Tuesday, April 9, 2013

US Can Intercept N. Korean Missile — Top Commander

Topic: Crisis on the Korean Peninsula (2013)

Situation on Korean Peninsula

WASHINGTON, April 9 (RIA Novosti) – The United States is capable of shooting down a missile launched by North Korea but may opt not to depending on the threat presented by such an action, the top US military commander in the Pacific said Tuesday.
“If the missile was in defense of the homeland, I would certainly recommend that action. And if it was defense of our allies, I would recommend that action,” Adm. Samuel Locklear, commander of US Pacific Command, told the US Senate’s armed services committee on Tuesday.
Locklear added that he would “not recommend” intercepting any missile launched by North Korea irrespective of its trajectory.
South Korean officials have said that North Korea might be planning to conduct a missile test launch as early as Wednesday.
On Tuesday, Japan said it has deployed missile defense systems around Tokyo anticipating a possible North Korean missile test.
Locklear’s testimony came amid a warning Tuesday from Pyongyang advising all foreigners to evacuate South Korea because the two nations are on the brink of a nuclear war.
White House spokesman Jay Carney called the warning “more unhelpful rhetoric that serves only to escalate tensions” on the Korean peninsula, while US State Department spokesman Patrick Ventrell said comments from Pyongyang have not prompted the agency to issue a travel warning for South Korea.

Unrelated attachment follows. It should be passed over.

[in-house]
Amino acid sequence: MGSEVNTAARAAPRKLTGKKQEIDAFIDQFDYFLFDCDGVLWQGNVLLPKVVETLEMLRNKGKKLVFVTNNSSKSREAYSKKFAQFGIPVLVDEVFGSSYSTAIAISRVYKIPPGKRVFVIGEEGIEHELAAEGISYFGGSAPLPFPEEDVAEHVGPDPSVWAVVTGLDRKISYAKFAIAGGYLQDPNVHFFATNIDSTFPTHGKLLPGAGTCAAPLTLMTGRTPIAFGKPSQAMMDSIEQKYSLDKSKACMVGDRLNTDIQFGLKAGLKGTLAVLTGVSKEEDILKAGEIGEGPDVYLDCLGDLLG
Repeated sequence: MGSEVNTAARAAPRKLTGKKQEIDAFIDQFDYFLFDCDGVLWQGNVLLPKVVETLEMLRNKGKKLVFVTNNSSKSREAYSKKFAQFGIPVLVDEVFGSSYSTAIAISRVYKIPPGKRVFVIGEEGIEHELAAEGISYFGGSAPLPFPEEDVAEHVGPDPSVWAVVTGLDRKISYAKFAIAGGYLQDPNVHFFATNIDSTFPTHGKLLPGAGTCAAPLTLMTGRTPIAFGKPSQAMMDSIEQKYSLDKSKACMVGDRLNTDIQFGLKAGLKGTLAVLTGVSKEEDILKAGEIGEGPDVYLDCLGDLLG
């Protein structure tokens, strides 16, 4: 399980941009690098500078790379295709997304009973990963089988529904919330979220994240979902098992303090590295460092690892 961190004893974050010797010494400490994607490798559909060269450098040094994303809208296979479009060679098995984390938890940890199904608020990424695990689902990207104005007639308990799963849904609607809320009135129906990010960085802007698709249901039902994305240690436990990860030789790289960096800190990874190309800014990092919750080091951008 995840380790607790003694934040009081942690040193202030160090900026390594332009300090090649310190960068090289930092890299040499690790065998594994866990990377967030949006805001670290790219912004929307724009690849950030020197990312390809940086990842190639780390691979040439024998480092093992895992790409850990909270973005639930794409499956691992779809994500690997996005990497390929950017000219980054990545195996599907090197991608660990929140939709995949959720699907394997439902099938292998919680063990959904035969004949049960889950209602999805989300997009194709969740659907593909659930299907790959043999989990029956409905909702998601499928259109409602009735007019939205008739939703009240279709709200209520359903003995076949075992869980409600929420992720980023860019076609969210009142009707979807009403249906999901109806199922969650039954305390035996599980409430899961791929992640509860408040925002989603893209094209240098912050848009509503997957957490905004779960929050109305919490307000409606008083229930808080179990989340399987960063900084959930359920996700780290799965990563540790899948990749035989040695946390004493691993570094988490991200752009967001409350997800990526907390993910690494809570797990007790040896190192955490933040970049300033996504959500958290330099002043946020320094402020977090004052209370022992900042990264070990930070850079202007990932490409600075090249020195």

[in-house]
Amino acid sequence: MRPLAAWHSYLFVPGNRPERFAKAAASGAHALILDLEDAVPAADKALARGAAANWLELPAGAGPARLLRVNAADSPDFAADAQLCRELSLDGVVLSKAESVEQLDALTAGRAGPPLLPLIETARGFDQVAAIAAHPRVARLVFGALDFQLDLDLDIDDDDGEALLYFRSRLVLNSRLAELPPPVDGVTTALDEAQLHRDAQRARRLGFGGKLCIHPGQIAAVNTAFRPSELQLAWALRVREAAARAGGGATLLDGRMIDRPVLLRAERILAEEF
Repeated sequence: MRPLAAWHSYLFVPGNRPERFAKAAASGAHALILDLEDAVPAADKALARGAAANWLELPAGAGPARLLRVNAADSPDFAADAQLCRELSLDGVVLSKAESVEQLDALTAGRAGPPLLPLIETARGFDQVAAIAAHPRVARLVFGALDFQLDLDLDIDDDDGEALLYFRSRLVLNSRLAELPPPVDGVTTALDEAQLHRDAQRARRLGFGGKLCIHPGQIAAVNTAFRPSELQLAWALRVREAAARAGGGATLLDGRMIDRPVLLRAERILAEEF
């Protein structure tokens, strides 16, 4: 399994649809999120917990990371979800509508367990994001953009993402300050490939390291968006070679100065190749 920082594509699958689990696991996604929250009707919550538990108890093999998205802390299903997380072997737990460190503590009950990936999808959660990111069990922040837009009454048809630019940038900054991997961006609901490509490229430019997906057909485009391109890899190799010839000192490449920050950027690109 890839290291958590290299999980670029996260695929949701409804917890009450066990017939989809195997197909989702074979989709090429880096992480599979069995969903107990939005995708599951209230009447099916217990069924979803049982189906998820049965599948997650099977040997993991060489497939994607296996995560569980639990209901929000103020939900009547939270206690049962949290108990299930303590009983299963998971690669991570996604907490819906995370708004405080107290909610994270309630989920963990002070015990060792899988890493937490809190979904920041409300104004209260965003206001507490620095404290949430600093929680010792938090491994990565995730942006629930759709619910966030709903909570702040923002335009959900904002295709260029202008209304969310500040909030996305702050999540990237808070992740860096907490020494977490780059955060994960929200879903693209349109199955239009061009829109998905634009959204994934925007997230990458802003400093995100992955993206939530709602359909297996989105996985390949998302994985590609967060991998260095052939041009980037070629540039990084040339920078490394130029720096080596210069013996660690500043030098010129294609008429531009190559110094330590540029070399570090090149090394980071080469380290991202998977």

Pyongyang's latest announcement comes after months of mounting tension, culminating in North Korea’s threat last week to attack South Korea and the United States.
US Secretary of Defense Chuck Hagel last week ordered missile defense systems deployed to the western Pacific island of Guam, a US territory, following a pledge by North Korea to restart operations at its Yongbyon nuclear complex, including a uranium enrichment plant and a reactor.
Locklear said in his Senate testimony Tuesday that tensions on the peninsula had reached a level unseen since the immediate aftermath of the Korean War in 1950.
“The continued advancement of the North's nuclear and missile programs, its conventional force posture, and its willingness to resort to asymmetric actions as a tool of coercive diplomacy creates an environment marked by the potential for miscalculation that, and controlled escalation, could result from another North Korean provocative action,” Locklear said.
Locklear said the United States is ready to defend itself and its allies against a possible North Korean missile attack.

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